Beef Pho with Tea Eggs

I went to high school in southeast San Jose. At the time, this was a largely Vietnames area of town. I developed a love of pho! Pho is all about the broth. I have been perfecting this recipe over the last decade or so. Now, I do it all the time!

Pho Ingredients

6-7 marrow bones or oxtails

1 large white onion

3″ knob of ginger, peeled

4 bay leaves

15-20 whole cloves

1 cinnamon stick

10 peppercorns

4-5 star anise, whole

2 limes

1/4-1/2 c fish sauce

1/2-3/4 c soy sauce

1/4-1/3 c brown sugar


Preheat gas grill to 600-700 degrees or your oven to 500.

Rinse the marrow bones or oxtails under cool, running water. Pat dry.

Place the bones on the grill and roast until all sides are charred. You will have to turn several times and remember to set them on their ends as well as sides. If you are using marrow bones, do the ends first, as the marrow will bulge out as they cook.

Slice the onion in half and place it on the upper rack of your grill. If you only have one level, you can grill the onion on the main rack in about 10 minutes. Peel the ginger and add it to the upper rack as well. Turn the ginger 1/2 way through cooking.

If you are using your oven, place the bones, onion and ginger in an over proof pot. I use my cast iron dutch oven so I can go from the oven to the stove top without creating another dish. Roast the bones and veg, turning 1 or 2 times, for 45 minutes, until the bones are dark in many places.

I strongly prefer my gas grill for this over the oven because it is much faster. If you are roasting the bones and veg in the oven, it takes about 45 minutes as opposed to 15-20 on the grill.

Place the bones and ginger in a soup pot. Stud the onion with the cloves. Place the onion in the pot. Add a 48 ounces of water. Add the bay leaf, peppercorns, anise, and cinnamon stick to the pot. Bring the water to a near boil, then turn down and simmer for at least six hours. Keep the pot tightly covered, or all the water will evaporate. [See Cook’s Note for crock pot method.]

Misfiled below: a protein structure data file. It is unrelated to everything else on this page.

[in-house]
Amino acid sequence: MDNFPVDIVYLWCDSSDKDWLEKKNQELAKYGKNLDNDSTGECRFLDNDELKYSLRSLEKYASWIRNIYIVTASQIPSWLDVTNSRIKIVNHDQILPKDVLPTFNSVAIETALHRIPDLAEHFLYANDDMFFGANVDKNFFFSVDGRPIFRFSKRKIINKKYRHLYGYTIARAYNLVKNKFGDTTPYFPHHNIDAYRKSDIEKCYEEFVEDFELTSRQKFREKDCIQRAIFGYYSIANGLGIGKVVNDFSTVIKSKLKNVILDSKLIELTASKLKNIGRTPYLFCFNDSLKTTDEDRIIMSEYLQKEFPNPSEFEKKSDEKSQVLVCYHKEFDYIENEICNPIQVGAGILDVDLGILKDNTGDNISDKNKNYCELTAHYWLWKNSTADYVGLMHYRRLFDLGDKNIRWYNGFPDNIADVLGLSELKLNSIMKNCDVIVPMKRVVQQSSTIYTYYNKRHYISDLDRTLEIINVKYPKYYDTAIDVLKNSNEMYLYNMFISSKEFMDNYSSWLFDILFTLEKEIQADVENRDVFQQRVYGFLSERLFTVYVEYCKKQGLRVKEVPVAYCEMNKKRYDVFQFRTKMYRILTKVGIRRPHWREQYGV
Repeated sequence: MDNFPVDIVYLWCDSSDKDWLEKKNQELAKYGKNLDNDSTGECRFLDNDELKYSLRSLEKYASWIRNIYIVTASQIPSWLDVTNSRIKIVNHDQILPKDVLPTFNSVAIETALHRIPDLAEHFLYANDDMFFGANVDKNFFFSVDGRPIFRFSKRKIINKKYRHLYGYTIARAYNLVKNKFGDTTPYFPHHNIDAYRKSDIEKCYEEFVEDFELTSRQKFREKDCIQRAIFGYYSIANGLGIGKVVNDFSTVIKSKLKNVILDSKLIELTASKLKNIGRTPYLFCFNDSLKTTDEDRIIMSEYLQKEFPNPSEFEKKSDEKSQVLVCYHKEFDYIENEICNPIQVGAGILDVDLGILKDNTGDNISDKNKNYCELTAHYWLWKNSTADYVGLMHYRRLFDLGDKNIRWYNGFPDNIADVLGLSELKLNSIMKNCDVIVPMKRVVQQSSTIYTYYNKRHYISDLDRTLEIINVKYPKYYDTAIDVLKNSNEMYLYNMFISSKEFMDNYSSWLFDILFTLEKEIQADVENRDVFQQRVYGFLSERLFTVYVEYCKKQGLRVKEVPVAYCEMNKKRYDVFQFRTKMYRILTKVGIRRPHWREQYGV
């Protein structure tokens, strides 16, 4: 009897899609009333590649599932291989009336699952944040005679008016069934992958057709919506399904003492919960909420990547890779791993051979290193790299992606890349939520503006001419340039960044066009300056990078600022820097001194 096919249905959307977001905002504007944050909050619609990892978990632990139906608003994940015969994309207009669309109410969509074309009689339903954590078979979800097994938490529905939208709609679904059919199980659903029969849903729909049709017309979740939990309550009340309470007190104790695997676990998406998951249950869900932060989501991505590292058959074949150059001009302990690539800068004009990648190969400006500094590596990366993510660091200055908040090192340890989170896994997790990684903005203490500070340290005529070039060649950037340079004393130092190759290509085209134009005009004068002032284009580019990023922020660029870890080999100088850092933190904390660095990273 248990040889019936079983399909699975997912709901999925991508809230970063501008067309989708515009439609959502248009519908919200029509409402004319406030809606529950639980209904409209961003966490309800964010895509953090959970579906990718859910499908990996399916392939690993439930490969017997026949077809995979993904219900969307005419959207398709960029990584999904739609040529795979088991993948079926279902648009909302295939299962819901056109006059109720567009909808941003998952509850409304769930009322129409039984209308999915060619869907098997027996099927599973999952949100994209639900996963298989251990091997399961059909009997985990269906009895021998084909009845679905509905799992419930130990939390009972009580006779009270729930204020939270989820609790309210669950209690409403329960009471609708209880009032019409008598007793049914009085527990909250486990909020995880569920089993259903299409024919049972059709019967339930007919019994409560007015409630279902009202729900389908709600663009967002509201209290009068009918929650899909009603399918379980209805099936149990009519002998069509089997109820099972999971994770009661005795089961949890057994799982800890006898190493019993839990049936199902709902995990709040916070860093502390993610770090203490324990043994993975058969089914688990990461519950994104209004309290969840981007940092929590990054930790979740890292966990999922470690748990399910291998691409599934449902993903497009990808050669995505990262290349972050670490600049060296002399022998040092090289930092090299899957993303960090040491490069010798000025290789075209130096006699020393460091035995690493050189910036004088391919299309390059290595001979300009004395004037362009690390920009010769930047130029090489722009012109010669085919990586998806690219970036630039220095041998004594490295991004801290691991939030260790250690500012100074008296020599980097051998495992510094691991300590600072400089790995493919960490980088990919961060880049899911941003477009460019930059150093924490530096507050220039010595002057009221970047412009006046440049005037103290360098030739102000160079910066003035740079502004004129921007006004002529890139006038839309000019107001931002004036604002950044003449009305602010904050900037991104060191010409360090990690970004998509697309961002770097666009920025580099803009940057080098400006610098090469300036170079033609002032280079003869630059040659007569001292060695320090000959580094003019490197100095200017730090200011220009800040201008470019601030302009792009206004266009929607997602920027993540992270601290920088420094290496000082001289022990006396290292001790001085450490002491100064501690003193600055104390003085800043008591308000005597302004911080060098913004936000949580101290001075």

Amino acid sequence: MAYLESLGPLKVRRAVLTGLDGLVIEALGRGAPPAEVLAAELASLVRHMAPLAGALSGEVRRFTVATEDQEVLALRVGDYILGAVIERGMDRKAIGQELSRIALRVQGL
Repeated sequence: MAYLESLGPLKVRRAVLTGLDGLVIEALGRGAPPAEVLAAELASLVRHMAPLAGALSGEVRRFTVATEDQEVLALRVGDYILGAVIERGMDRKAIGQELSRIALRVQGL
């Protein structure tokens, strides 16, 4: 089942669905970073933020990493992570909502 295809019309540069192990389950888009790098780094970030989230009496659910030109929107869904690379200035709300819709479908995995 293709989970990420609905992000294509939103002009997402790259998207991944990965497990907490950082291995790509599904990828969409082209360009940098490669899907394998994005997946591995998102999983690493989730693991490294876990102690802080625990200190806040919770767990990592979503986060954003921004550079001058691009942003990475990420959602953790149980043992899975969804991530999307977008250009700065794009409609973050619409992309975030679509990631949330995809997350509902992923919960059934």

Remove the bones, onion and garlic from the broth. Strain the rest through a fine mesh sieve. Return the stock to the pot. Add 1, /2 cup soy sauce, 1/4 cup fish sauce and 1/4 cup brown sugar to the broth. Squeeze in the juice of one lime. Mix well and then taste. Adjust the levels of fish sauce [umami taste], lime juice [acidic, tangy taste], soy sauce[salty taste] and sugar [sweet taste] to accommodate your personal pallet.


Pho is traditionally served with noodles in the bowl and then broth is added. At the table, diners add basil, cilantro, jalapenos, mung bean sprouts, lime juice, soy sauce and sriracha for their personal taste. These items are commonly placed on a plate next to the bowl of pho.

With beef pho, some people enjoy slices of flank steak with the broth. If you are using flank steak, freeze a piece. Take it out of the fridge about 30 minutes prior to serving dinner to let it defrost just a bit. Slice very thin slices of steak and place on top of the noodles prior to ladling out the hot broth. The steak will cook in the broth.

I use udon noodles or buckwheat noodles depending on who is dining with me. These are available in most grocery stores these days in the “Asian” food aisle. If you have access to a store with true ramen noodles (not the instant kind) those are great! However, I have had little luck in many grocery stores finding something other than udon noodles.

Tea Eggs

Okay, this is not traditional with pho, but I stole tea eggs from ramen shops and serve them with my pho.


8 eggs

1/2 c soy sauce

1/2 c mirin

1/2 c saki


Bring a pot of water to a full boil. The pot should be large enough to accommodate your 8 eggs and have water covering them.

Gently place the eggs into the boiling water, and turn down the heat to a gentle simmer.

Boil eggs for 7 – 8 minutes, but no more than 8!

Remove the eggs from heat, drain the water and fill the pot with cold water to stop the cooking.

Mix the soy sauce, miring and saki in a large bowl or jar (even a good ziplock bag works). Peel the eggs gently when cool enough to handle. Place in the soy mixture. Let the eggs sit in the mixture at least 4 hours, and up to several days. Serve cold. Slice in half immediately before serving.

Cook’s Notes:

If you don’t want to attend to your stove, once you have roasted or grilled the bones and veg, add them to a crockpot with the other spices and cook on low for eight to twelve hours prior to straining. Add the remaining ingredients after the broth is strained.

#pho #beef #soup #stock #eggs #teaeggs #vietnamesefood #dinner #familymeals #broth #vietnamese


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